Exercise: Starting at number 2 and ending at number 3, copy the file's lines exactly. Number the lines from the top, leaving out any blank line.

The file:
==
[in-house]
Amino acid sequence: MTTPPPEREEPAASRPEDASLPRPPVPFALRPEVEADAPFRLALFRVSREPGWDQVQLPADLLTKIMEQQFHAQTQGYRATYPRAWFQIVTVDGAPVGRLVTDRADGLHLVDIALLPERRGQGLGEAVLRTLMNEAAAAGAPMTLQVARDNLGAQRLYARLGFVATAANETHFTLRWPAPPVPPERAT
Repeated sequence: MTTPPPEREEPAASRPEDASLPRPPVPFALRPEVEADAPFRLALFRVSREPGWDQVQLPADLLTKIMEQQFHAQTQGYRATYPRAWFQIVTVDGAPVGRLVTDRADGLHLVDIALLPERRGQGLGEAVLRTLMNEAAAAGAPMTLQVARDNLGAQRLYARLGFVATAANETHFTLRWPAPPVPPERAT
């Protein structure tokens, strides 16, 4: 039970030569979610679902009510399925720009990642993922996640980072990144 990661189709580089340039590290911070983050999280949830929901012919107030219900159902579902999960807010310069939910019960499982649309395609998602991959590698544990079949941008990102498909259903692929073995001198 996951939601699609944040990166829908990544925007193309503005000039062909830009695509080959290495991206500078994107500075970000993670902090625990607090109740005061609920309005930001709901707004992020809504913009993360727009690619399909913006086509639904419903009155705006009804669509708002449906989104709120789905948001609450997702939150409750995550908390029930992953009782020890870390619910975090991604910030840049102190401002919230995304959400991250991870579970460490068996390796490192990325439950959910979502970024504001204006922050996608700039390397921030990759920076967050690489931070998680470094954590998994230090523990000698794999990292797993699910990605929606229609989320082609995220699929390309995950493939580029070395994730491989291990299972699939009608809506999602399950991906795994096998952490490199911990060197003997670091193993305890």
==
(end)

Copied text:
Amino acid sequence: MTTPPPEREEPAASRPEDASLPRPPVPFALRPEVEADAPFRLALFRVSREPGWDQVQLPADLLTKIMEQQFHAQTQGYRATYPRAWFQIVTVDGAPVGRLVTDRADGLHLVDIALLPERRGQGLGEAVLRTLMNEAAAAGAPMTLQVARDNLGAQRLYARLGFVATAANETHFTLRWPAPPVPPERAT
Repeated sequence: MTTPPPEREEPAASRPEDASLPRPPVPFALRPEVEADAPFRLALFRVSREPGWDQVQLPADLLTKIMEQQFHAQTQGYRATYPRAWFQIVTVDGAPVGRLVTDRADGLHLVDIALLPERRGQGLGEAVLRTLMNEAAAAGAPMTLQVARDNLGAQRLYARLGFVATAANETHFTLRWPAPPVPPERAT